“The high street as we know it today will play a less important role in our towns in future”

If we want to know what will be important in the future, it’s not enough simply to re-examine the past. This best way is to have an extremely good feel for trends. Let’s take a trip into the future with Gabriele Volz, Managing Director of WealthCap.

IPH-Newsletter interview with Gabriele Volz, Managing Director of WealthCap.

Question: Ms Volz, you have been involved with a study looking at the sustainability of 30 German towns together with the Fraunhofer Institut in order to gain an exciting look into the future. The study is now published as the “DNA des Erfolges. Stadt der Zukunft 2040” (the DNA of success – the town of the future 2040). What was the motivation for the project?

Volz: As an investment and asset manager in the commercial, residential and retail property sector focussing on long-term sustainability, it is important for us to reflect the effects of mega trends such as increasing urbanization into our purchase decisions. In a highly developed country such as Germany, significantly more people live in towns than in the country, above all because more and more jobs are created in our towns and cities. The results are a shortage of residential space and a lack of supply of offices and retail space. We know that many towns are not sufficiently prepared for these challenges. Whilst the property sector attempts to create mixed-use districts integrating both residential and retail space, many building control offices require several years to grant approval for a new urban district, and then only as an acceptable compromise solution. We focus on the towns, but also particularly on the people. How will we live in future, how will we work and what will our consumer behaviour be like?

Question: When we speak of the future, we often talk about digitalization, which undeniably affects all aspects of our lives – even our shopping patterns. What does your study foresee in this regard?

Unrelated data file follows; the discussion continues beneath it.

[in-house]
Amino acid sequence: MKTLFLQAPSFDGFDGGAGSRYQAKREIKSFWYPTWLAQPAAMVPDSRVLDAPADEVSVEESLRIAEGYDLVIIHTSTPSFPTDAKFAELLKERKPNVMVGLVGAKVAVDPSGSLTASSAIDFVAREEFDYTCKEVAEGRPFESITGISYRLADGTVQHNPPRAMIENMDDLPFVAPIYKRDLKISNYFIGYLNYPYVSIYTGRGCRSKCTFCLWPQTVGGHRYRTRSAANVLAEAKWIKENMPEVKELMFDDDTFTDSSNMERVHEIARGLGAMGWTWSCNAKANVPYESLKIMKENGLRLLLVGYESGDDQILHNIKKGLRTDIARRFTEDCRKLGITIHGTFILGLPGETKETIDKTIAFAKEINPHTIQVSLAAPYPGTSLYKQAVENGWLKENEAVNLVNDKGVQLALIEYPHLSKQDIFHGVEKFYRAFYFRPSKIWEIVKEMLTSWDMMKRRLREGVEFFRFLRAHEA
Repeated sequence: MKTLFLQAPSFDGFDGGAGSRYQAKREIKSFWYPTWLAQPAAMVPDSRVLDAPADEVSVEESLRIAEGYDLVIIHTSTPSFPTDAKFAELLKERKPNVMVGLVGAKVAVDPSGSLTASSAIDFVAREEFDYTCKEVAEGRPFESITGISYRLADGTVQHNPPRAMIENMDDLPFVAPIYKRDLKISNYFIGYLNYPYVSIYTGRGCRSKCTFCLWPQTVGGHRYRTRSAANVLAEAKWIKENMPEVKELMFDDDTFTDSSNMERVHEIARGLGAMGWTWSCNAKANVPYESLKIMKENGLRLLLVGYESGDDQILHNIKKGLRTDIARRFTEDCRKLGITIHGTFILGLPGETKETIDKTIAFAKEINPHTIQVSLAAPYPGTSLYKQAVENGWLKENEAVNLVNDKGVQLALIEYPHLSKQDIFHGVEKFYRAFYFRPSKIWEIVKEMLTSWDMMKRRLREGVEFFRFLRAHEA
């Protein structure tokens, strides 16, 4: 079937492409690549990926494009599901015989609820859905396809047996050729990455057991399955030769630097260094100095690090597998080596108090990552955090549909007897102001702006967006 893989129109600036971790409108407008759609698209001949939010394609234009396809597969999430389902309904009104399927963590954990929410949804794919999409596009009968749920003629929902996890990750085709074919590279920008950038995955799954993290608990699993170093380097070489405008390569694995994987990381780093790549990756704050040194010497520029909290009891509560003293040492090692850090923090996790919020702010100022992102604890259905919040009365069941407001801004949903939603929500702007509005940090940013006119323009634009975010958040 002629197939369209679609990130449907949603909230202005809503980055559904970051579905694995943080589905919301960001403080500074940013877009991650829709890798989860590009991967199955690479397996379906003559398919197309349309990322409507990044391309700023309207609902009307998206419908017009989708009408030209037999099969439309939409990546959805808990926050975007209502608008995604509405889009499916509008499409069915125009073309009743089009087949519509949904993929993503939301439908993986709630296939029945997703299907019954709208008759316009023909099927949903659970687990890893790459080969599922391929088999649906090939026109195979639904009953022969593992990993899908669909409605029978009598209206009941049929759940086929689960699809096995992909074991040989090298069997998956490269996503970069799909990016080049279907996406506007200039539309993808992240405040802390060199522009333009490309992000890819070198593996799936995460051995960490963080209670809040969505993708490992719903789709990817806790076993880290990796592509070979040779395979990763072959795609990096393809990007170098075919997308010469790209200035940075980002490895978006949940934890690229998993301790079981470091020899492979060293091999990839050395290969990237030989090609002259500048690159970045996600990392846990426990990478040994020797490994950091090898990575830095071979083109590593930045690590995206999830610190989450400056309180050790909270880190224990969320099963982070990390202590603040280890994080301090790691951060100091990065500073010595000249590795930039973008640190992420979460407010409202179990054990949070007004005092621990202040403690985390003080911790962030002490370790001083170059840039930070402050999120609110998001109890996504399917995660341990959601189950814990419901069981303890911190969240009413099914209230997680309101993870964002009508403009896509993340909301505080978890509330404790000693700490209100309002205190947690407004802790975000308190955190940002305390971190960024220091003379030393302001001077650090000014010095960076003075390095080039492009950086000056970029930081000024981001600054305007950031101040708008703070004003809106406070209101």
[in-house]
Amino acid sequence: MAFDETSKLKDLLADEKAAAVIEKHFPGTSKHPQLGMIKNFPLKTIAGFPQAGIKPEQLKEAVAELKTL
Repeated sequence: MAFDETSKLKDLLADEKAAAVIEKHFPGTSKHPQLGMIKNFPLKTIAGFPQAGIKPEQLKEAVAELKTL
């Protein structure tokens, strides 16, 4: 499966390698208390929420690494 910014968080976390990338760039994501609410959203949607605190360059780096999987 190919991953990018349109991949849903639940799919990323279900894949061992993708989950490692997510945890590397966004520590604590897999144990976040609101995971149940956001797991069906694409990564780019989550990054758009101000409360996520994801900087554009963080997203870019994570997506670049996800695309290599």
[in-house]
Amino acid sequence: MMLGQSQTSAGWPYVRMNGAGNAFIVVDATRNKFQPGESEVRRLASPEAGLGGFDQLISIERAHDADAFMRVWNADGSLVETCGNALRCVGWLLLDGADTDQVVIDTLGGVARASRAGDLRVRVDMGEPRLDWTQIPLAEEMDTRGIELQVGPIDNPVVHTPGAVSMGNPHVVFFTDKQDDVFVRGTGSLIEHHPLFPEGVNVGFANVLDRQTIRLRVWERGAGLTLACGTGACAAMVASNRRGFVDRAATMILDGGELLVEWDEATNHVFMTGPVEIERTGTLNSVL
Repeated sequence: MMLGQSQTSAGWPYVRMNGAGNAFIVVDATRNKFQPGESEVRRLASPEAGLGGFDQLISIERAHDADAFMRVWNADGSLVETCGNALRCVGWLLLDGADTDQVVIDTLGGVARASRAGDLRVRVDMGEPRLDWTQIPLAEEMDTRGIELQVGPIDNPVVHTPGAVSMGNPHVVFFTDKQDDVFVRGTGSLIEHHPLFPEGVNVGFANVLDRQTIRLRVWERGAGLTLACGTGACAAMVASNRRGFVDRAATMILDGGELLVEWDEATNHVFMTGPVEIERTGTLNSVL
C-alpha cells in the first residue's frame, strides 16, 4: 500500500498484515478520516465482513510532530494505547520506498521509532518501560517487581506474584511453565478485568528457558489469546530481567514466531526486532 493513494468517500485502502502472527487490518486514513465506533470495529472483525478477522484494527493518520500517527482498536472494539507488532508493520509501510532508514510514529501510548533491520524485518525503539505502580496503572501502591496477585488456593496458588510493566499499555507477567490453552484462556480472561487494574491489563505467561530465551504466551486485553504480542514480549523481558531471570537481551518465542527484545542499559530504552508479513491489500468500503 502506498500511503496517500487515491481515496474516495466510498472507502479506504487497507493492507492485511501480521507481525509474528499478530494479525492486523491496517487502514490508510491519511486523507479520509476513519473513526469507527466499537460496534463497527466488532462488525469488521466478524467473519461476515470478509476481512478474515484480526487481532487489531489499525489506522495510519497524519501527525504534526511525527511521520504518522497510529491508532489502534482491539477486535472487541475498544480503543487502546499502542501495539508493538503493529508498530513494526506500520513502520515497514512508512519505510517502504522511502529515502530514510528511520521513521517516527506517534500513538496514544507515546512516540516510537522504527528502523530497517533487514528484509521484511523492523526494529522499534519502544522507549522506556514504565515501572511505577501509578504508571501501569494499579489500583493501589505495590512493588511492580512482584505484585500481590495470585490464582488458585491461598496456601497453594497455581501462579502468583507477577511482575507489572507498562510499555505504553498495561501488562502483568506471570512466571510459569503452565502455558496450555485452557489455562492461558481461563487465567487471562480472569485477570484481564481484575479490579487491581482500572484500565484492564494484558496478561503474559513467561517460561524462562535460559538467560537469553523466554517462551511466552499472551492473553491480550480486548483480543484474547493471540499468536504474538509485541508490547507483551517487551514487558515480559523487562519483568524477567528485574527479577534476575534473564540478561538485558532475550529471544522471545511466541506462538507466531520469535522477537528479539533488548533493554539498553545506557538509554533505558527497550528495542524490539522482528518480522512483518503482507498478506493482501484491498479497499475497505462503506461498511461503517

Volz: The face of a town is its center. The risks of the digital transformation include the likelihood that shops, the high street and shopping centers as we know them today will play a less important role in our towns and urban districts in the future. The reason is firstly the shift of retail turnover to online shopping. Secondly it is often overlooked that online trade is not simply a competing sales channel compared to over-the-counter retail. The “Amazonization” of retail has meant a fundamental change in peoples’ expectations of what the retail sector must provide to its customers. This affects for example the way in which customers obtain information on what is available, how they compare products and pay for goods, and also what their requirements are in terms of availability and delivery.

Question: Would it not be a bad thing if over-the-counter retail continues to disappear?

Volz: Of course you’re right, the digitalization process is indeed a challenge, but I also see an opportunity here: online trade is able to alleviate traffic, as modern logistics technology is able to package and optimize delivery tours. There is now a revival of the old idea of city logistics, which had become uneconomic in the past. It is also conceivable that goods will be transported from a core distribution center located in the town center to the various urban districts, for example by the use of cycle couriers. I wouldn’t completely write off the high street shop quite yet.

Question: So you also see opportunities?

Volz: Of course. Despite the possible decline of retail in town centers in the meantime, there will always be shops which satisfy the requirements of their customer base and offer them a rewarding shopping experience. This can be achieved if shops offer an exciting retail experience or if they are in the position to offer customers what they require immediately. They will always have this advantage over online shops, and they will continue to contribute to a diverse cityscape.

Many thanks for the interview Ms Volz.